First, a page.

Wednesday, July 16, 2008

Stately Knowledge

I am currently working on my syllabi for fall and am revisiting much of the social studies curriculum. In doing so I'm pulling lots of books, so this seemed like a good time to trot out another thematic list. In preparing for Virginia history I have run across a fair number of books that encompass all 50 states. There are many great resources for seeing how the 50 compare, so I thought I'd share some of my favorites.
Train of States by Peter Sís - This train of states begins with an engine (driven by Uncle Sam and a bald eagle) that connects a train of cars in the order of statehood. That means Delaware is first and Hawaii is last. But wait! There is caboose representing Washington, D.C. Each page is devoted to a single train car and depicts important information about the state, as well as some interesting facts. For example, the train car for Pennsylvania (number 2) has a Crayola crayon on each end. In addition to the visually stunning and informational train cars, readers will find the state capital, tree, flower and bird depicted along the bottom with another interesting fact. (Did you know that paleontologists in New Jersey fought "bone wars" in the 1800's when the first nearly complete dinosaur skeleton was found there?) The final pages show the train pulling into a stars and stripes covered circus tent. On the very last page readers will find a series of questions and facts designed to get them thinking about creating their own train of states.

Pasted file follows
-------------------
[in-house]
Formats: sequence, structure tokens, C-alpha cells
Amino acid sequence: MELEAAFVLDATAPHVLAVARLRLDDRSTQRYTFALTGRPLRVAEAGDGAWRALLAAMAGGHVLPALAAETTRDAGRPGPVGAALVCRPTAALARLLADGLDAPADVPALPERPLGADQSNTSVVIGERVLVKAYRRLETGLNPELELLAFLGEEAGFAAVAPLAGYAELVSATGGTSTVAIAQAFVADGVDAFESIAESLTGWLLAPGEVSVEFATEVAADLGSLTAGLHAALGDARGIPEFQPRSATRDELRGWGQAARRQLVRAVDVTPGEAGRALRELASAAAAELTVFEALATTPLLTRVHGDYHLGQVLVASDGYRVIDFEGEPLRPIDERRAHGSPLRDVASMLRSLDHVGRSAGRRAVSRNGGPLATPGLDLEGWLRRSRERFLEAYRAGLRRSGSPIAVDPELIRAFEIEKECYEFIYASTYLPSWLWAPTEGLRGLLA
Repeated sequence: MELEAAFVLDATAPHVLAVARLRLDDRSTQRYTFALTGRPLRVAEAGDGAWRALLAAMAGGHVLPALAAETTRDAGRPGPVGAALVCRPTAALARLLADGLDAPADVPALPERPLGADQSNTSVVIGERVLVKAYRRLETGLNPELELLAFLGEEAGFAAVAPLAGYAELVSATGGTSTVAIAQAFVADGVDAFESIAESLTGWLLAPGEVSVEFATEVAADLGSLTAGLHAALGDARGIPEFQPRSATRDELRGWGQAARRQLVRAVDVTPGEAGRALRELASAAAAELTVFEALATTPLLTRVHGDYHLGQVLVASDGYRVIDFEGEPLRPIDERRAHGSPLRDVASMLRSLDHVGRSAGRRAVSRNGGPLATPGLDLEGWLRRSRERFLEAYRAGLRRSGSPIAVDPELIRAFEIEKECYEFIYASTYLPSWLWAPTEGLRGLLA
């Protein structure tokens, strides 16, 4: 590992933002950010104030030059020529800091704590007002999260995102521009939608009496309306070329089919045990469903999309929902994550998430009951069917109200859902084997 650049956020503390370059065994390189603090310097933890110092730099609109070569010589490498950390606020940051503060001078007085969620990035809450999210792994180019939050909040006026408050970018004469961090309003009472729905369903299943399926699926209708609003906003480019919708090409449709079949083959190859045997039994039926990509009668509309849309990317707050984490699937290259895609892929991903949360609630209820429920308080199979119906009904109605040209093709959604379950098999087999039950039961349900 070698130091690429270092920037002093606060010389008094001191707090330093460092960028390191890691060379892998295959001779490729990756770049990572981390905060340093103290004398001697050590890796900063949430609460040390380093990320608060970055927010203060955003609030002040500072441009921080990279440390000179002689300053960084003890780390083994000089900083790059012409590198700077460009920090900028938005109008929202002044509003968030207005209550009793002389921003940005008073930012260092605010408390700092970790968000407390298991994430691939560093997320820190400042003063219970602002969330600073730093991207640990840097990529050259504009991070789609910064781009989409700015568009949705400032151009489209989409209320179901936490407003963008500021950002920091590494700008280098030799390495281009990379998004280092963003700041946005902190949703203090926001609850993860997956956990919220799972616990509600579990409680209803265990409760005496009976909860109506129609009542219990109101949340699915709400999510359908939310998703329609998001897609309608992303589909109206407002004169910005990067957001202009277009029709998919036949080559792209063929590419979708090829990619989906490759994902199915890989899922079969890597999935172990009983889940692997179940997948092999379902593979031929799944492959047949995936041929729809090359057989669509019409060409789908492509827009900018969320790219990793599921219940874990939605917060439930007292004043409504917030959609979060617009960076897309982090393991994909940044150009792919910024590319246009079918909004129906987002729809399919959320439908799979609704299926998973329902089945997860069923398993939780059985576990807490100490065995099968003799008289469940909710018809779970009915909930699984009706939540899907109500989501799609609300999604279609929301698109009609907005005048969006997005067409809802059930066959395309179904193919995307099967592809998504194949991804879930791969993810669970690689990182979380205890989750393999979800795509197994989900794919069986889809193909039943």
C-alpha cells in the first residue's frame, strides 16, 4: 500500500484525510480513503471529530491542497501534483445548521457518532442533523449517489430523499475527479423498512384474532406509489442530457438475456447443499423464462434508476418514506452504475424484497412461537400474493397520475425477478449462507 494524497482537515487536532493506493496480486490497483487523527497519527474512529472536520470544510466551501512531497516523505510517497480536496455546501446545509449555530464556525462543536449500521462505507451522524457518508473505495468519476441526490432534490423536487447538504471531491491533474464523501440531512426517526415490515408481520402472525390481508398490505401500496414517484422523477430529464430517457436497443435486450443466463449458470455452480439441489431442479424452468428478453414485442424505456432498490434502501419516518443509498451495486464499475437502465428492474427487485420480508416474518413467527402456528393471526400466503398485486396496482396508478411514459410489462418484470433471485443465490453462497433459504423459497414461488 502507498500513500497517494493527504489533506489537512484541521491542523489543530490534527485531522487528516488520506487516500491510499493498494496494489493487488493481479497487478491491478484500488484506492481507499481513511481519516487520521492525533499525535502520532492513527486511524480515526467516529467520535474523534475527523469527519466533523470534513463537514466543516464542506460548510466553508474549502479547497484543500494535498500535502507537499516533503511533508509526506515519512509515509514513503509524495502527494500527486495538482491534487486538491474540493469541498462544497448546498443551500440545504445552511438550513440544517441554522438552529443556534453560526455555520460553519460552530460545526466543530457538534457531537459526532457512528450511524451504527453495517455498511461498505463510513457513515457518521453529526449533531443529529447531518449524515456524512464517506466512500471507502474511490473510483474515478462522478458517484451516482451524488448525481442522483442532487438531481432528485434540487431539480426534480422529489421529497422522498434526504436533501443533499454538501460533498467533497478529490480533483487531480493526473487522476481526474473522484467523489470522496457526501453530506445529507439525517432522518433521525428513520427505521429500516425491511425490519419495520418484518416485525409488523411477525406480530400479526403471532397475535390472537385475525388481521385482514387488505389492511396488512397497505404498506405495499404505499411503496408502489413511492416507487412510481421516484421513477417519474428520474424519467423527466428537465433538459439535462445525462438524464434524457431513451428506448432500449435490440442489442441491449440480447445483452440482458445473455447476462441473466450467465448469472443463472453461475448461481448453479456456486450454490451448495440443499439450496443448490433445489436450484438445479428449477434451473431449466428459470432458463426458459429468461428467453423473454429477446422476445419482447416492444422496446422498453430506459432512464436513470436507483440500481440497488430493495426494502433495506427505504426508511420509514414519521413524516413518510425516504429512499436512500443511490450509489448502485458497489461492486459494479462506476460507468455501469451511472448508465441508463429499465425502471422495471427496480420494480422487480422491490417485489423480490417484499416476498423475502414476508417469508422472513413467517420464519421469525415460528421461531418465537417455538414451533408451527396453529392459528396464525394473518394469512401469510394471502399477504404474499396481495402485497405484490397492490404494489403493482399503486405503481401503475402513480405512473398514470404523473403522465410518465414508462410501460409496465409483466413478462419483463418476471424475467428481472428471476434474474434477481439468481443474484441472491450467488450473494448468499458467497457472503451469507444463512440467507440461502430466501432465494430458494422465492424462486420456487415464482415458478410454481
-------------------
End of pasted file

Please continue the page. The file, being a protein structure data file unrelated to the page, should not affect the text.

Celebrate the 50 States! by Loreen Leedy - Each page in this book is visual delight, containing information on two states per page (that's four per double-page spread). A key at the beginning of the book helps explain the labels. States are arranged alphabetically, and for each on readers will find state rank, the year it entered the Union, capital, state bird and flower, and much more. Landmarks are pictured, as well as symbols of the state. Each page has a question for readers to research. Don't worry, answers are included!